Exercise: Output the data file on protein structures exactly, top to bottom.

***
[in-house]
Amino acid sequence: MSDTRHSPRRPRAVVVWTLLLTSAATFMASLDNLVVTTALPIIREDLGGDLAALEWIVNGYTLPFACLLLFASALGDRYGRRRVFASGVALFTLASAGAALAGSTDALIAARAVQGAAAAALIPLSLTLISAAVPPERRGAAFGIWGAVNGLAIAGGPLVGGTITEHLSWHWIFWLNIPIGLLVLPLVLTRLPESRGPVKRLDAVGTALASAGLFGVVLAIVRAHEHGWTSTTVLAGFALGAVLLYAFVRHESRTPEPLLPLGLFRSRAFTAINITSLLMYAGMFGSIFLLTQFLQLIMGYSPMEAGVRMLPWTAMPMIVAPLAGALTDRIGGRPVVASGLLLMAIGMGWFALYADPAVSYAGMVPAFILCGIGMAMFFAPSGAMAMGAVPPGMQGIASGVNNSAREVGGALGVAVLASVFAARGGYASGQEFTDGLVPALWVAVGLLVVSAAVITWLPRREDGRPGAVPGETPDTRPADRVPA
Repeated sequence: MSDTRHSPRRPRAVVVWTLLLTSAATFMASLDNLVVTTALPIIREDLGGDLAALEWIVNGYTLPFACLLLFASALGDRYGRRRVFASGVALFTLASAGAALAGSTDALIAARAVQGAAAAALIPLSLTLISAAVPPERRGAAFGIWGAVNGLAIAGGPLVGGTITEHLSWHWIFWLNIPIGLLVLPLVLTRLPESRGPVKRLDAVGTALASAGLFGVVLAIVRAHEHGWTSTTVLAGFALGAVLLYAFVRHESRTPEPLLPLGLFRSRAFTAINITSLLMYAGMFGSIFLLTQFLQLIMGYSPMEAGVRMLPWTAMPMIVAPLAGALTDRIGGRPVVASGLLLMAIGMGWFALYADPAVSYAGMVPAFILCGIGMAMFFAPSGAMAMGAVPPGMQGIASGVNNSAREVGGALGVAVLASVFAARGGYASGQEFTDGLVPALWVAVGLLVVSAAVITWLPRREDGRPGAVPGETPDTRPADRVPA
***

[in-house]
Amino acid sequence: MSDTRHSPRRPRAVVVWTLLLTSAATFMASLDNLVVTTALPIIREDLGGDLAALEWIVNGYTLPFACLLLFASALGDRYGRRRVFASGVALFTLASAGAALAGSTDALIAARAVQGAAAAALIPLSLTLISAAVPPERRGAAFGIWGAVNGLAIAGGPLVGGTITEHLSWHWIFWLNIPIGLLVLPLVLTRLPESRGPVKRLDAVGTALASAGLFGVVLAIVRAHEHGWTSTTVLAGFALGAVLLYAFVRHESRTPEPLLPLGLFRSRAFTAINITSLLMYAGMFGSIFLLTQFLQLIMGYSPMEAGVRMLPWTAMPMIVAPLAGALTDRIGGRPVVASGLLLMAIGMGWFALYADPAVSYAGMVPAFILCGIGMAMFFAPSGAMAMGAVPPGMQGIASGVNNSAREVGGALGVAVLASVFAARGGYASGQEFTDGLVPALWVAVGLLVVSAAVITWLPRREDGRPGAVPGETPDTRPADRVPA
Repeated sequence: MSDTRHSPRRPRAVVVWTLLLTSAATFMASLDNLVVTTALPIIREDLGGDLAALEWIVNGYTLPFACLLLFASALGDRYGRRRVFASGVALFTLASAGAALAGSTDALIAARAVQGAAAAALIPLSLTLISAAVPPERRGAAFGIWGAVNGLAIAGGPLVGGTITEHLSWHWIFWLNIPIGLLVLPLVLTRLPESRGPVKRLDAVGTALASAGLFGVVLAIVRAHEHGWTSTTVLAGFALGAVLLYAFVRHESRTPEPLLPLGLFRSRAFTAINITSLLMYAGMFGSIFLLTQFLQLIMGYSPMEAGVRMLPWTAMPMIVAPLAGALTDRIGGRPVVASGLLLMAIGMGWFALYADPAVSYAGMVPAFILCGIGMAMFFAPSGAMAMGAVPPGMQGIASGVNNSAREVGGALGVAVLASVFAARGGYASGQEFTDGLVPALWVAVGLLVVSAAVITWLPRREDGRPGAVPGETPDTRPADRVPA